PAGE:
5) Next its a good idea to create a user with least privilege this will be used to set up the link so go to SSMS

    Least privilege User Login Setup SQL Server

    Here allow the amount of access you wish users to have remembering the principles of least privilege

    6) Lets create an example table with geometry that we will be connecting
    When I first tried connecting to SQL Server (SQL Azure in my case) I didn’t have any georeferenced tables so I created one and added a few records. If you have a database already with tables with geometry or geography you might not need to do this step.

    So open SSMS and navigate to your database and use the following TSQL to create a table here I call it t064

    SET ANSI_NULLS ON
    GO
    
    SET QUOTED_IDENTIFIER ON
    GO
    
    CREATE TABLE [dbo].[t064](
    [PKID] [int] IDENTITY(1,1) NOT NULL,
    [geomcol] [geometry] NULL,
    [sitename] [varchar](30) NULL,
    PRIMARY KEY CLUSTERED
    (
    [PKID] ASC
    )WITH (STATISTICS_NORECOMPUTE = OFF, IGNORE_DUP_KEY = OFF, OPTIMIZE_FOR_SEQUENTIAL_KEY = OFF) ON [PRIMARY]
    ) ON [PRIMARY] TEXTIMAGE_ON [PRIMARY]
    GO

    This is a really simple table with three columns and you might want to link to it through QGIS and just create a few records – I would try and use a default projection of 27700 if you are UK based. I might come back with an example table with records..

    If you want to link to this table for testing then you should try and input at least one record here. I added records using QGIS and I hope to come back to this post and update it to be more specific

    7) White List the IP within your SQL Server or SQL Azure instance.
    Setting IP White List in SQL Azure

    8) Opening Geoserver and setting the ‘Store’ to reference your SQL Azure database using the login setup in step 5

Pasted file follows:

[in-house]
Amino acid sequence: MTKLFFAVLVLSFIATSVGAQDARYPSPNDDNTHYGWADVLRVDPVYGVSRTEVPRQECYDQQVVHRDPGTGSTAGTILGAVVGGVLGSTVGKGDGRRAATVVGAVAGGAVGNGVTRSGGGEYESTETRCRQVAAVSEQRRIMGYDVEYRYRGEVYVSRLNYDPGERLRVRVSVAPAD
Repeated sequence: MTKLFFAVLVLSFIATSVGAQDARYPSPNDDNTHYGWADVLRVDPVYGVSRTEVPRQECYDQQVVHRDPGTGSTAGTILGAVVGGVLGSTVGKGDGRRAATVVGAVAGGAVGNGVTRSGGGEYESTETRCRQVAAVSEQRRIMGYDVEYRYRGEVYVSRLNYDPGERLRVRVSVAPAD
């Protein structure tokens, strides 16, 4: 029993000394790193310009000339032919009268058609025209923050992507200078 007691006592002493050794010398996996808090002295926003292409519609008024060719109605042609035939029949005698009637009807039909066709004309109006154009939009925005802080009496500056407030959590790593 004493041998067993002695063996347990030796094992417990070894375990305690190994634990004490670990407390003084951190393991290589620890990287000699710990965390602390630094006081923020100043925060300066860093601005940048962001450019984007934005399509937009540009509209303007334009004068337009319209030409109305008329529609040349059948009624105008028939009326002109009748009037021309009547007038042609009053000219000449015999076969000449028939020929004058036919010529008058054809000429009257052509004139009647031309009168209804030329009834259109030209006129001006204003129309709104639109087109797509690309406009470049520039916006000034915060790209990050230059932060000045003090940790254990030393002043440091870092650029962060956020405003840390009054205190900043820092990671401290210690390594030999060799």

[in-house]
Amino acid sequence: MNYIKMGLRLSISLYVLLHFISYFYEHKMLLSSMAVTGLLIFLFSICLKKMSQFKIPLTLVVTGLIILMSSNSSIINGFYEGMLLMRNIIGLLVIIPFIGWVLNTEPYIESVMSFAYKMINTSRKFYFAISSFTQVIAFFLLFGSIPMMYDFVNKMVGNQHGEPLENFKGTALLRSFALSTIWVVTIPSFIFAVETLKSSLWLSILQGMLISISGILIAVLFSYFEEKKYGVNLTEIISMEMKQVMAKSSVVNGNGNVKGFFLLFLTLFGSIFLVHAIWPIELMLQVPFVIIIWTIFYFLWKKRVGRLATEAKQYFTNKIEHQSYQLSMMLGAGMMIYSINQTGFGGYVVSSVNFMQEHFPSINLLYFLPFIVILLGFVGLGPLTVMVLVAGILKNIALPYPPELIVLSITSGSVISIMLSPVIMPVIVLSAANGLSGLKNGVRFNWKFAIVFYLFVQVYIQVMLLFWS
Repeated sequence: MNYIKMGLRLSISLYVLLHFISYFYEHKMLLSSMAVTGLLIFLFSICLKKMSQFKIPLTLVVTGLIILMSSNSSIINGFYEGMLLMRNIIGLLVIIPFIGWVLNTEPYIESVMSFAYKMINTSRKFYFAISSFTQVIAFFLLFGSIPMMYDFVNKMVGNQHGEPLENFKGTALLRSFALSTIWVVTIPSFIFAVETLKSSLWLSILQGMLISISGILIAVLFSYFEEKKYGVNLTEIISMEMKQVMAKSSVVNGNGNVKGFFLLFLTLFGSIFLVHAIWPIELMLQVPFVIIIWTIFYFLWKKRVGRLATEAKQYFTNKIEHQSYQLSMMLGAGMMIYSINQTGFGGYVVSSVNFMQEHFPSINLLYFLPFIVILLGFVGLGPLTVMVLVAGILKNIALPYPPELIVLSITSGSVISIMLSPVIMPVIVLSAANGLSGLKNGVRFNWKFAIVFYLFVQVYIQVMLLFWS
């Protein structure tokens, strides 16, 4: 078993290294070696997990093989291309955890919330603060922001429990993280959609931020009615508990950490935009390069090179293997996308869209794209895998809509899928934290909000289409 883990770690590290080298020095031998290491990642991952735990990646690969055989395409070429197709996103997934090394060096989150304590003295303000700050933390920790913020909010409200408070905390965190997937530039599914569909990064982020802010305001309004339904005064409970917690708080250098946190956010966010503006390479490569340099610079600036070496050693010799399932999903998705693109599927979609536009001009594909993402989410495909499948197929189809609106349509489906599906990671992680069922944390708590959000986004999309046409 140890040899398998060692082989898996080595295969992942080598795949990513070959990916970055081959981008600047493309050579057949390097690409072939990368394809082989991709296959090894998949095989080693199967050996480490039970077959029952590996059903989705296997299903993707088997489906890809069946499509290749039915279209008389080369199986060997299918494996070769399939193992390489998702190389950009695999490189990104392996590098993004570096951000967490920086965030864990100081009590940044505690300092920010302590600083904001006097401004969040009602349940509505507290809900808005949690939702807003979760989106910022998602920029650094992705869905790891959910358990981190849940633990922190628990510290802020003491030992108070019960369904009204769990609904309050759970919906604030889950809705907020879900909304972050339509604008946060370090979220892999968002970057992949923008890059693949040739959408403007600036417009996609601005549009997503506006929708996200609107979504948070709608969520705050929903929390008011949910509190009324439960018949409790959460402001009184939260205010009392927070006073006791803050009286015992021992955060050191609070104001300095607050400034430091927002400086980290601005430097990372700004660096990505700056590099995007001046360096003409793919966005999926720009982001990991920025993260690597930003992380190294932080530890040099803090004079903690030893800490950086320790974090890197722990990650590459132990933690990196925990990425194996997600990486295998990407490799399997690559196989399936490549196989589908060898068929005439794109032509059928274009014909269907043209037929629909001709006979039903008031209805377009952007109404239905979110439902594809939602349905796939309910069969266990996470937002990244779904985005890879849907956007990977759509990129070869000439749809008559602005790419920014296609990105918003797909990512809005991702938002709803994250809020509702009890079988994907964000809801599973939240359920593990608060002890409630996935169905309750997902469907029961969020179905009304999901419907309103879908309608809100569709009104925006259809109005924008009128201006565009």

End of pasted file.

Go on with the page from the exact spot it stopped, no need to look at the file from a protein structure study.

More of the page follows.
Navigate to the local host url for Geoserver namely

    http://localhost:8080/geoserver/web/?0

    Go to store and then you should see the following page

    Hit the Add New Store green plus button in the top left corner you will be presented with the following screen

    Fill out as many details as you can

    For SQL Azure this is likely to be similar to the following

    Host = namevariable.database.windows.net (normally unique to instance in SQL Azure)
    Port = 1433 (sql azure default)
    Schema = dbo (sql azure default is dbo but your database maybe bespoke)
    User = uservariable (remember least privilege is a good idea)
    Passwd = passwordvariable (should be unique to your database)
    

    Save and Apply and then your new connection should appear in your store

    Here’s an example…. (see top line)

    For the purposes of this tutorial I setup a login with db_owner rights to the database LandRegisterAzure your mileage will vary.

    9) Next we add the layer which references the SQL Server

    Select Layers within the Data section of the menu (usually to the left of the geoserver dashboard) then hit Add a new layer

    You should get the following windows

    From the drop down select the store which references your SQL server. This will reveal all the tables and views in the database and you scroll through them to the table or view you wish to publish and in the column marked Action will be publish you can hit the Publish highlighted text (I’ve done that here already so under Action our table is marked as Publish again and there is a tick in the column titled Published.

    We can now quickly test to see if things look like they are working by going to Layer Preview.

    Look to the left hand side and select Layer Preview

    Scroll down through the list and identify the layer that you have just added. I now select the open layers option

    A new browser tab will open and if you have successfully configured the SQL Server you should be presented with your layer – without any background

    10) I don’t go into it here but next I will try and write up my notes on QGIS and Geoserver setup – On my laptop I managed to set up a WFS to my SQL Azure instance through Geoserver where the layer was added to a project and I was able to edit information in my SQL Azure database through QGIS and were displayed correctly against a basemap in the right place!!

    –/END/–

    Geoserver – Setting up Users / Roles / Workspaces and Layers

    Create Users
    Firstly ensure you are logged in as administrator ONLY the system administrator can set up users and roles and the default geoserver username/password of the administrator is admin/geoserver

    The sa login has additional menus as here

    Go to the Security menu on left towards the bottom and find line marked – Users/Groups/Roles

    Go to the Roles tab

    Look to the green circle with white cross and add new role and complete as appropriate